Cyclohexene

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Cyclohexene
Olefine am Beispiel von Cycloalken-v2.svg
Cyclohexene for highscool.svg
Cyclohexene-conformation-2D-skeletal.png
Cyclohexen.png
Names
Preferred IUPAC name
Cyclohexene
Other names
Tetrahydrobenzene, 1,2,3,4-Tetrahydrobenzene, Benzenetetrahydride, Cyclohex-1-ene, Hexanaphthylene, UN 2256
Identifiers
3D model (JSmol)
ChEBI
ChemSpider
ECHA InfoCard 100.003.462
EC Number 203-807-8
RTECS number GW2500000
Properties
C6H10
Molar mass 82.143 g/mol
Appearance colorless liquid
Odor sweet
Density 0.8110 g/cm3
Melting point −103.5 °C (−154.3 °F; 169.7 K)
Boiling point 82.98 °C (181.36 °F; 356.13 K)
insoluble in water
Solubility miscible with organic solvents
Vapor pressure 8.93 kPa (20 °C)

11.9 kPa (25 °C)

0.022 mol·kg−1·bar−1
-57.5·10−6 cm3/mol
1.4465
Hazards
Safety data sheet External MSDS
R-phrases (outdated) R11, R19, R21/22
S-phrases (outdated) S16, S23, S24, S25, S33
NFPA 704
Flammability code 3: Liquids and solids that can be ignited under almost all ambient temperature conditions. Flash point between 23 and 38 °C (73 and 100 °F). E.g., gasoline) Health code 1: Exposure would cause irritation but only minor residual injury. E.g., turpentine Reactivity code 0: Normally stable, even under fire exposure conditions, and is not reactive with water. E.g., liquid nitrogen Special hazards (white): no codeNFPA 704 four-colored diamond
Flash point −12 °C (10 °F; 261 K)
244 °C (471 °F; 517 K)
Explosive limits 0.8–5 %
Lethal dose or concentration (LD, LC):
1946 mg/kg (oral, rat)
13,196 ppm (mouse, 2 hr)[2]
US health exposure limits (NIOSH):
PEL (Permissible)
TWA 300 ppm (1015 mg/m3)[1]
REL (Recommended)
TWA 300 ppm (1015 mg/m3)[1]
IDLH (Immediate danger)
2000 ppm[1]
Except where otherwise noted, data are given for materials in their standard state (at 25 °C [77 °F], 100 kPa).
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Infobox references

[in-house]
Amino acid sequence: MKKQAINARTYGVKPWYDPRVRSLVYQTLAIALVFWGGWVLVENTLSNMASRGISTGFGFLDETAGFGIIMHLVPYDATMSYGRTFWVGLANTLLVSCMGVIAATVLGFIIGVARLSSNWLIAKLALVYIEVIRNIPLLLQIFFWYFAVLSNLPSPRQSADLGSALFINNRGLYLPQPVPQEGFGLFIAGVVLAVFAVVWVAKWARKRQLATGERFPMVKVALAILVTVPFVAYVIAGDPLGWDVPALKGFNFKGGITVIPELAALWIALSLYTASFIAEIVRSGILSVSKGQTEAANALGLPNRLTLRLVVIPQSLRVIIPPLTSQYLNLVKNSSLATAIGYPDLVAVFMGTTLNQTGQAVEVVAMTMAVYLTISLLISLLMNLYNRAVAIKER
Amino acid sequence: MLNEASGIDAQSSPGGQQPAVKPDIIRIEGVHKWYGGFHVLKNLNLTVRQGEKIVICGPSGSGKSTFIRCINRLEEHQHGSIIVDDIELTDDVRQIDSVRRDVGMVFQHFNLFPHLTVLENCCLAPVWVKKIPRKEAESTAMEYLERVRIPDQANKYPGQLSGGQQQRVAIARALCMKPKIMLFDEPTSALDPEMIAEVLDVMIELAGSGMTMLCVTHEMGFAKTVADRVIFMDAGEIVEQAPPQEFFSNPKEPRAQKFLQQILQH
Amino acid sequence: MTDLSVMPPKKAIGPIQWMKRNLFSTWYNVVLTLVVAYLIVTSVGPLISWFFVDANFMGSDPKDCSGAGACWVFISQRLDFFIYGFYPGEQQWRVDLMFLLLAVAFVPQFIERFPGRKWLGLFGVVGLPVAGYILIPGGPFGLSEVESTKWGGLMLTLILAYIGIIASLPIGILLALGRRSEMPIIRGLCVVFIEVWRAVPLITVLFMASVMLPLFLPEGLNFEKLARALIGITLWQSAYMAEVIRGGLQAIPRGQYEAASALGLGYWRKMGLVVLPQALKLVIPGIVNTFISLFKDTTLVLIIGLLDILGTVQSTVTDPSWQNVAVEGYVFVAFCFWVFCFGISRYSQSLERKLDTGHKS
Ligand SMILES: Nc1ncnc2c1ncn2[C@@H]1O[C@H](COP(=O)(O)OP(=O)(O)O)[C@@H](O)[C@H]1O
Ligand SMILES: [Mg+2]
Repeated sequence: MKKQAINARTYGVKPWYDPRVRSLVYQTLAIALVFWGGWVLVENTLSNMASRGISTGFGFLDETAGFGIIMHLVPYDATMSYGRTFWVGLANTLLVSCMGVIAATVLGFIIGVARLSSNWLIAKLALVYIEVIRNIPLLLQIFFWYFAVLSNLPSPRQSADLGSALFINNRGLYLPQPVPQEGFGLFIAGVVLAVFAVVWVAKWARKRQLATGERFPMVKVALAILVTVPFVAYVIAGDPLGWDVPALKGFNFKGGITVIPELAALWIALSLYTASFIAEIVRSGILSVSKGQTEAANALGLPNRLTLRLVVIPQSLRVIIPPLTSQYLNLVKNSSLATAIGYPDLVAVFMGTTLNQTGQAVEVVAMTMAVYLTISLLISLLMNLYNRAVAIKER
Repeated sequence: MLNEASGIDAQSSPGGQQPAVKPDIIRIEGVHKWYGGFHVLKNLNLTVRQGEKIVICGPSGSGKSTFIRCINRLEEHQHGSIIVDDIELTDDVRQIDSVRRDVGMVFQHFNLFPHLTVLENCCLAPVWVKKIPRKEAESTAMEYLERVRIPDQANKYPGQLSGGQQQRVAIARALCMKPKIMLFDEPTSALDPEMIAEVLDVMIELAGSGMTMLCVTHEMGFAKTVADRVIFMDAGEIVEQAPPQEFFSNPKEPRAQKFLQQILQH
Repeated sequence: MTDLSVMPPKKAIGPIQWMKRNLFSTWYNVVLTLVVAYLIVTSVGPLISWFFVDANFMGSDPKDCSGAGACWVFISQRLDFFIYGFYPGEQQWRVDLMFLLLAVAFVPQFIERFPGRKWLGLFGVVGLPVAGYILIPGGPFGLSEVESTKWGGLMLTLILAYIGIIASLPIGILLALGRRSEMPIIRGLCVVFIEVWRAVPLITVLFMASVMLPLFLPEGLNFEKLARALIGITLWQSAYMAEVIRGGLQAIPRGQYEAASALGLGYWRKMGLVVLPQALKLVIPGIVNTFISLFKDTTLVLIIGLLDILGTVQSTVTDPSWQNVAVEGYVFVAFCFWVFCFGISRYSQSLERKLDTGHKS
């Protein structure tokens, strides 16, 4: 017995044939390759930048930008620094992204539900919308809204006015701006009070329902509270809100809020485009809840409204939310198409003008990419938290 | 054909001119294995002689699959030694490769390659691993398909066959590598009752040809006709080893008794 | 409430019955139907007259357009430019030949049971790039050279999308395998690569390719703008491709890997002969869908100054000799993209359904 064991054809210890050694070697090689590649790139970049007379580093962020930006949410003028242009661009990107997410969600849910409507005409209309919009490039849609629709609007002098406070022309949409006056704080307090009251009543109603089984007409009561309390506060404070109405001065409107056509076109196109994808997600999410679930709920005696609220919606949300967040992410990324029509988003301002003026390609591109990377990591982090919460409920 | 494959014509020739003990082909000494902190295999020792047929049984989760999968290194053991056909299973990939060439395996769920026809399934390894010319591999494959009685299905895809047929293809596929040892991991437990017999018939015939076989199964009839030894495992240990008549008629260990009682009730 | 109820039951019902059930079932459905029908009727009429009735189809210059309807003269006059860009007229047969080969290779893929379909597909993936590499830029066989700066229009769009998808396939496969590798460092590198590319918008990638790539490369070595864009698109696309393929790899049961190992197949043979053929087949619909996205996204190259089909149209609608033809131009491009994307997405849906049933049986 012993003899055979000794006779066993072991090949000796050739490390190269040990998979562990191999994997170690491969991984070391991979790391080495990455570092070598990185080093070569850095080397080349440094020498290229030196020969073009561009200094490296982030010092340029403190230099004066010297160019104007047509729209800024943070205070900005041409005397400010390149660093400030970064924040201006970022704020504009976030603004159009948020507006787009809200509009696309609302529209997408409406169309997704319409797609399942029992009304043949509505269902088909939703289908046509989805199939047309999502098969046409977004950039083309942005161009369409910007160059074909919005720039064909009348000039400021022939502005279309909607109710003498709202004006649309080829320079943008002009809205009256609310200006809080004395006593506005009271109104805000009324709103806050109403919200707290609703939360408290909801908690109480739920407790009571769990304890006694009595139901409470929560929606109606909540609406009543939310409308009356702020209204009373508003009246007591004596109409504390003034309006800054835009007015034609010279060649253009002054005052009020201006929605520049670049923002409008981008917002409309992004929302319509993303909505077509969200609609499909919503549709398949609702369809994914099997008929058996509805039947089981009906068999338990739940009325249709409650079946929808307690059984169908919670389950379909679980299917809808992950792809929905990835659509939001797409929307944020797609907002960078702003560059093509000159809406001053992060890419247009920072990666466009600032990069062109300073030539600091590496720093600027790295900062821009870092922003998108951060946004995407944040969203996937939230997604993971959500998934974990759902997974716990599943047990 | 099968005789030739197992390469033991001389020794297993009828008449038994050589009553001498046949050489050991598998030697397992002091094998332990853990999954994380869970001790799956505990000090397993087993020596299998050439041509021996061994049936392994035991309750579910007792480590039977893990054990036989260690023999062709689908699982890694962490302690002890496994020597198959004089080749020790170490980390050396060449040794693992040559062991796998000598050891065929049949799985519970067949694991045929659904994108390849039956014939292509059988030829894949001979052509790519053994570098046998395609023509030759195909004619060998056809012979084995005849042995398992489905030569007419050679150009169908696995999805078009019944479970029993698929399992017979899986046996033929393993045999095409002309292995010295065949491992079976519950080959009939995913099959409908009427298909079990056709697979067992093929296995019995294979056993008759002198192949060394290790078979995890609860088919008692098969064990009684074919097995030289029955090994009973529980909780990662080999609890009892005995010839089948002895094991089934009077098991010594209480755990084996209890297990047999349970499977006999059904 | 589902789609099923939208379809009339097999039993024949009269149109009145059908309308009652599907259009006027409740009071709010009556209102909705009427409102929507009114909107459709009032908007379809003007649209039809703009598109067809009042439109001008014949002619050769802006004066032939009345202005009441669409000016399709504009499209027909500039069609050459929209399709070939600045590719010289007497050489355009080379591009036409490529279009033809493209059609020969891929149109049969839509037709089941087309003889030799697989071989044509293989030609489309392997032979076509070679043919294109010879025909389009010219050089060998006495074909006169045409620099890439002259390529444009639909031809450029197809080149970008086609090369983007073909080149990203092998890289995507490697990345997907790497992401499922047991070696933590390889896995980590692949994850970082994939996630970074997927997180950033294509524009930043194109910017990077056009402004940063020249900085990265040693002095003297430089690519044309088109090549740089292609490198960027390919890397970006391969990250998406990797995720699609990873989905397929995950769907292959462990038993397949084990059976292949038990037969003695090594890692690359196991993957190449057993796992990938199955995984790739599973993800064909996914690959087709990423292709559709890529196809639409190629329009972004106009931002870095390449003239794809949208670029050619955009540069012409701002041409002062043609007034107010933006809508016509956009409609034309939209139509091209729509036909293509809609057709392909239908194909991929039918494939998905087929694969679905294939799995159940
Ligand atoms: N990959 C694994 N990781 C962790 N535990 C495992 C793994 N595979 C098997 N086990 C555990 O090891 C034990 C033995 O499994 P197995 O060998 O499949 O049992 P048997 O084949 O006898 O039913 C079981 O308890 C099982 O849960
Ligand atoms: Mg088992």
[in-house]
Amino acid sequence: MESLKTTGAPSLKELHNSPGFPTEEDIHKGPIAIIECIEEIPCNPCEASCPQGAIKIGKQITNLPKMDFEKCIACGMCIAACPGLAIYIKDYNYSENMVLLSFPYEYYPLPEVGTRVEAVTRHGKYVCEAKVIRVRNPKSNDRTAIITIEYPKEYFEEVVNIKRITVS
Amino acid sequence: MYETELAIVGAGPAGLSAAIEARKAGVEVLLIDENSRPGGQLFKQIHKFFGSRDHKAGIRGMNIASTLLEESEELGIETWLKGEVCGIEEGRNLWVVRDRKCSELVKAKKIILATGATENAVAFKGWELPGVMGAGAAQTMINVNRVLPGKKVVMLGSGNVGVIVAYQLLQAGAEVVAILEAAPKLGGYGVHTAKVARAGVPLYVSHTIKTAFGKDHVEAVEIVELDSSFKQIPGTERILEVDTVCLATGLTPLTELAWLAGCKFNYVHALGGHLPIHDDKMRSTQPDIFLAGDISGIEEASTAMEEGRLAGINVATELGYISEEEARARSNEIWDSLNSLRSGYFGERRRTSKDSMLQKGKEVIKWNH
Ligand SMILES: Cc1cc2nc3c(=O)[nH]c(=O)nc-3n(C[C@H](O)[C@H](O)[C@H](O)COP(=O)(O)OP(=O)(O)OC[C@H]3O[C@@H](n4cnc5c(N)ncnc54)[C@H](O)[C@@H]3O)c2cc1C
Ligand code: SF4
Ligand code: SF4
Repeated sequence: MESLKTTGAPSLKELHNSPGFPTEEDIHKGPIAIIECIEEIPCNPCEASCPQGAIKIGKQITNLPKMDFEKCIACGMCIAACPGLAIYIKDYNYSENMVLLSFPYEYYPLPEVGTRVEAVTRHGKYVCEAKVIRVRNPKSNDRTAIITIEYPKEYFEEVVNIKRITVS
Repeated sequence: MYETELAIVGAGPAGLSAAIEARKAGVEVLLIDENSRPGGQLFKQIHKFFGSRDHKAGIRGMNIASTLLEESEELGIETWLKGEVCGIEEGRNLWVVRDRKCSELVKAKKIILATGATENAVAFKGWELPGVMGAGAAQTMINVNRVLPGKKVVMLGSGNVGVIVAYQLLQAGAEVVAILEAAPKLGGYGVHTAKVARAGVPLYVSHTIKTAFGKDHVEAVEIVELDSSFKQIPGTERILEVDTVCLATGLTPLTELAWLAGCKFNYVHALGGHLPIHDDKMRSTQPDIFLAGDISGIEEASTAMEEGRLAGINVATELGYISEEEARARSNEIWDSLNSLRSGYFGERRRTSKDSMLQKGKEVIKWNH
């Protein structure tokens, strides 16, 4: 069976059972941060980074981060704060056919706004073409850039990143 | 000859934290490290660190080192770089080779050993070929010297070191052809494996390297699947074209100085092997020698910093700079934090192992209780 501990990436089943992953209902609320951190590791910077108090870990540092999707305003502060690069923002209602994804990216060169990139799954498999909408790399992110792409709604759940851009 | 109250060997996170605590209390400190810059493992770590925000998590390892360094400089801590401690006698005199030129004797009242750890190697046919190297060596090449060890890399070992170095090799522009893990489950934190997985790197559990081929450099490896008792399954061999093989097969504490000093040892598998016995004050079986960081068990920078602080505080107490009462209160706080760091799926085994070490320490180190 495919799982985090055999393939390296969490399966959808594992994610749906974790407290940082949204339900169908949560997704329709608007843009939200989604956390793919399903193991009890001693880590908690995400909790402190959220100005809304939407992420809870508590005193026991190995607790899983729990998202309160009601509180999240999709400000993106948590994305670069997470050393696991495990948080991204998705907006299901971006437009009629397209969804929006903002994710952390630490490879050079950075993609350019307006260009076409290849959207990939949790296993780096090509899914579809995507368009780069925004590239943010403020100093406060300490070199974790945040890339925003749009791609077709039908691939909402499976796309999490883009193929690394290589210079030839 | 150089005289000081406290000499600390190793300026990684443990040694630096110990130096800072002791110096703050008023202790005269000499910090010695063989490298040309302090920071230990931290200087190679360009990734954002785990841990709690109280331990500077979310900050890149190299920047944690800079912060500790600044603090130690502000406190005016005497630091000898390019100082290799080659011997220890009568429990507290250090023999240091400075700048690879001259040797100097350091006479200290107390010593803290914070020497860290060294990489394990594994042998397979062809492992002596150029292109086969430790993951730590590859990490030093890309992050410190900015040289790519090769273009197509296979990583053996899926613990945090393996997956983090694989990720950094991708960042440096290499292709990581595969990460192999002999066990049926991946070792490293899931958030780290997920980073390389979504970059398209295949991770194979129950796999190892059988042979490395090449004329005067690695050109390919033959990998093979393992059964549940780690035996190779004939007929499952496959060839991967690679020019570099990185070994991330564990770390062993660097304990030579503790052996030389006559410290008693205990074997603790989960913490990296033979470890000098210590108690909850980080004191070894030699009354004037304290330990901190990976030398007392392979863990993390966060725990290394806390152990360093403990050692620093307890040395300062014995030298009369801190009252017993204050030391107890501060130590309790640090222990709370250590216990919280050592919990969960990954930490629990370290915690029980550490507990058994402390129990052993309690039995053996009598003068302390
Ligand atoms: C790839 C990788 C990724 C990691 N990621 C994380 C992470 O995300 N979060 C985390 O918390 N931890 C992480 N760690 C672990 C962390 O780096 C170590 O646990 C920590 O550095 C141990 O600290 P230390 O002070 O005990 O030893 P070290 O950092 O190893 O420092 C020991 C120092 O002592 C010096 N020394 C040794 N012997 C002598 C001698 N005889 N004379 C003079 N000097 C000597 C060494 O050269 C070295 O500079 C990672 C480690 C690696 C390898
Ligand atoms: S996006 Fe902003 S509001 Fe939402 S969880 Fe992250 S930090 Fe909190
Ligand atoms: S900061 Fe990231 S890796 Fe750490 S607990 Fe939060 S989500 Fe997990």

Cyclohexene is a hydrocarbon with the formula C6H10. This cycloalkene is a colorless liquid with a sharp smell. It is an intermediate in various industrial processes. Cyclohexene is not very stable upon long term storage with exposure to light and air because it forms peroxides.

Production and uses[edit]

Cyclohexene is produced by the partial hydrogenation of benzene, a process developed by the Asahi Chemical company.[citation needed] It is converted to cyclohexanol, which is dehydrogenated to give cyclohexanone, a precursor to caprolactam.[3] Cyclohexene is also a precursor to adipic acid, maleic acid, dicyclohexyladipate, and cyclohexene oxide. Furthermore, it is used as a solvent.

Laboratory experiments[edit]

Synthesis[edit]

A common experiment for beginning organic chemistry students[citation needed] is the acid-catalyzed dehydration of cyclohexanol with distillative removal of the resulting cyclohexene from the reaction mixture:

Cyclohexensynthese1.svg
Cyclohexensynthese2.svg

Oxidative cleavage[edit]

A green chemistry experiment is the oxidative cleavage of cyclohexene to form adipic acid. Hydrogen peroxide is used as the oxidant, in the presence of a tungsten catalyst.[4]

Structure[edit]

Cyclohexene is most stable in a half-chair conformation,[5] unlike the preference for a chair form of cyclohexane. One basis for the cyclohexane conformational preference for a chair is that it allows each bond of the ring to adopt a staggered conformation. For cyclohexene, however, the alkene is planar, equivalent to an eclipsed conformation at that bond.

See also[edit]

External links[edit]

References[edit]

  1. ^ a b c "NIOSH Pocket Guide to Chemical Hazards #0167". National Institute for Occupational Safety and Health (NIOSH). 
  2. ^ "Cyclohexene". Immediately Dangerous to Life and Health. National Institute for Occupational Safety and Health (NIOSH). 
  3. ^ Michael T. Musser "Cyclohexanol and Cyclohexanone" in Ullmann's Encyclopedia of Industrial Chemistry, Wiley-VCH, Weinheim, 2005.doi:10.1002/14356007.a08_217
  4. ^ Reed, Scott M.; Hutchison, James E. (2000). "Green Chemistry in the Organic Teaching Laboratory: An Environmentally Benign Synthesis of Adipic Acid". J. Chem. Educ. 77 (12): 1627–1629. doi:10.1021/ed077p1627. 
  5. ^ Jensen, Frederick R.; Bushweller, C. Hackett (1969). "Conformational preferences and interconversion barriers in cyclohexene and derivatives". J. Am. Chem. Soc. 91 (21): 5774–5782. doi:10.1021/ja01049a013.